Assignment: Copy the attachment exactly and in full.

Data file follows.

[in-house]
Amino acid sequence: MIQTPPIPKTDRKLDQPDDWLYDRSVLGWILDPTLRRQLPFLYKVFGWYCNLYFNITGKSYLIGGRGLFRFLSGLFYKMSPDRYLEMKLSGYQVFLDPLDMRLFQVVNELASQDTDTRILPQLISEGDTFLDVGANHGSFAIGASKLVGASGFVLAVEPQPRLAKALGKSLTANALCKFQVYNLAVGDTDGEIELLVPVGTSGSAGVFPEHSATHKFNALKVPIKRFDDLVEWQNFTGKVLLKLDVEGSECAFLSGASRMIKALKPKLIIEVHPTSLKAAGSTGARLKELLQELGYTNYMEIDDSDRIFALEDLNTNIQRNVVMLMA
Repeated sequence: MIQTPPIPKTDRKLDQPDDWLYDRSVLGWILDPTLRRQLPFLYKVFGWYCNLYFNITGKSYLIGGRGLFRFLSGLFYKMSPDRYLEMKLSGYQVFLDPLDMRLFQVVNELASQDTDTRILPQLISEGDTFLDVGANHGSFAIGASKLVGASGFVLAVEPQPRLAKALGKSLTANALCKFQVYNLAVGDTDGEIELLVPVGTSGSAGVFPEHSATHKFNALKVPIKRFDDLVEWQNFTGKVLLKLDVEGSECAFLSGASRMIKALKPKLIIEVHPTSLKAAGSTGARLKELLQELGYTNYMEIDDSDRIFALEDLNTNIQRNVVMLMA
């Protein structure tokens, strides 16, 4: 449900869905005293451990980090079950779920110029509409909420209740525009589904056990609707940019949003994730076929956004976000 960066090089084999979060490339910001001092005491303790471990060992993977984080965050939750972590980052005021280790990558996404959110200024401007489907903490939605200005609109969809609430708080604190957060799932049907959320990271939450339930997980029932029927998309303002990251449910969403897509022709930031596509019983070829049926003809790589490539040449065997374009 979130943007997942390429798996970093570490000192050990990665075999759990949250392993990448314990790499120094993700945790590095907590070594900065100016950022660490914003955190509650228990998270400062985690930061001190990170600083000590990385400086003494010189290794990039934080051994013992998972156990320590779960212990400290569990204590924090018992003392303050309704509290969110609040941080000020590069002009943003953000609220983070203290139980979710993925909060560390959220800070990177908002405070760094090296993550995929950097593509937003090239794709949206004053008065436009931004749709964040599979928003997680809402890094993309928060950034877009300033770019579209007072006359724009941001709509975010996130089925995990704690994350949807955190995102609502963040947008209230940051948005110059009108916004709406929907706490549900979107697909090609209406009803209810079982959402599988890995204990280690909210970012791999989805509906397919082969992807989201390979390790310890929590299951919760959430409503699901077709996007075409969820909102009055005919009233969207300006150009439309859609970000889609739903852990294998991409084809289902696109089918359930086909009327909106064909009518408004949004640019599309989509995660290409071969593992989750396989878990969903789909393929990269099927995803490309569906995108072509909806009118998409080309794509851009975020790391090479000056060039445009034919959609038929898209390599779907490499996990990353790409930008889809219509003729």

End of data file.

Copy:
[in-house]
Amino acid sequence: MIQTPPIPKTDRKLDQPDDWLYDRSVLGWILDPTLRRQLPFLYKVFGWYCNLYFNITGKSYLIGGRGLFRFLSGLFYKMSPDRYLEMKLSGYQVFLDPLDMRLFQVVNELASQDTDTRILPQLISEGDTFLDVGANHGSFAIGASKLVGASGFVLAVEPQPRLAKALGKSLTANALCKFQVYNLAVGDTDGEIELLVPVGTSGSAGVFPEHSATHKFNALKVPIKRFDDLVEWQNFTGKVLLKLDVEGSECAFLSGASRMIKALKPKLIIEVHPTSLKAAGSTGARLKELLQELGYTNYMEIDDSDRIFALEDLNTNIQRNVVMLMA
Repeated sequence: MIQTPPIPKTDRKLDQPDDWLYDRSVLGWILDPTLRRQLPFLYKVFGWYCNLYFNITGKSYLIGGRGLFRFLSGLFYKMSPDRYLEMKLSGYQVFLDPLDMRLFQVVNELASQDTDTRILPQLISEGDTFLDVGANHGSFAIGASKLVGASGFVLAVEPQPRLAKALGKSLTANALCKFQVYNLAVGDTDGEIELLVPVGTSGSAGVFPEHSATHKFNALKVPIKRFDDLVEWQNFTGKVLLKLDVEGSECAFLSGASRMIKALKPKLIIEVHPTSLKAAGSTGARLKELLQELGYTNYMEIDDSDRIFALEDLNTNIQRNVVMLMA
């Protein structure tokens, strides 16, 4: 449900869905005293451990980090079950779920110029509409909420209740525009589904056990609707940019949003994730076929956004976000 960066090089084999979060490339910001001092005491303790471990060992993977984080965050939750972590980052005021280790990558996404959110200024401007489907903490939605200005609109969809609430708080604190957060799932049907959320990271939450339930997980029932029927998309303002990251449910969403897509022709930031596509019983070829049926003809790589490539040449065997374009 979130943007997942390429798996970093570490000192050990990665075999759990949250392993990448314990790499120094993700945790590095907590070594900065100016950022660490914003955190509650228990998270400062985690930061001190990170600083000590990385400086003494010189290794990039934080051994013992998972156990320590779960212990400290569990204590924090018992003392303050309704509290969110609040941080000020590069002009943003953000609220983070203290139980979710993925909060560390959220800070990177908002405070760094090296993550995929950097593509937003090239794709949206004053008065436009931004749709964040599979928003997680809402890094993309928060950034877009300033770019579209007072006359724009941001709509975010996130089925995990704690994350949807955190995102609502963040947008209230940051948005110059009108916004709406929907706490549900979107697909090609209406009803209810079982959402599988890995204990280690909210970012791999989805509906397919082969992807989201390979390790310890929590299951919760959430409503699901077709996007075409969820909102009055005919009233969207300006150009439309859609970000889609739903852990294998991409084809289902696109089918359930086909009327909106064909009518408004949004640019599309989509995660290409071969593992989750396989878990969903789909393929990269099927995803490309569906995108072509909806009118998409080309794509851009975020790391090479000056060039445009034919959609038929898209390599779907490499996990990353790409930008889809219509003729």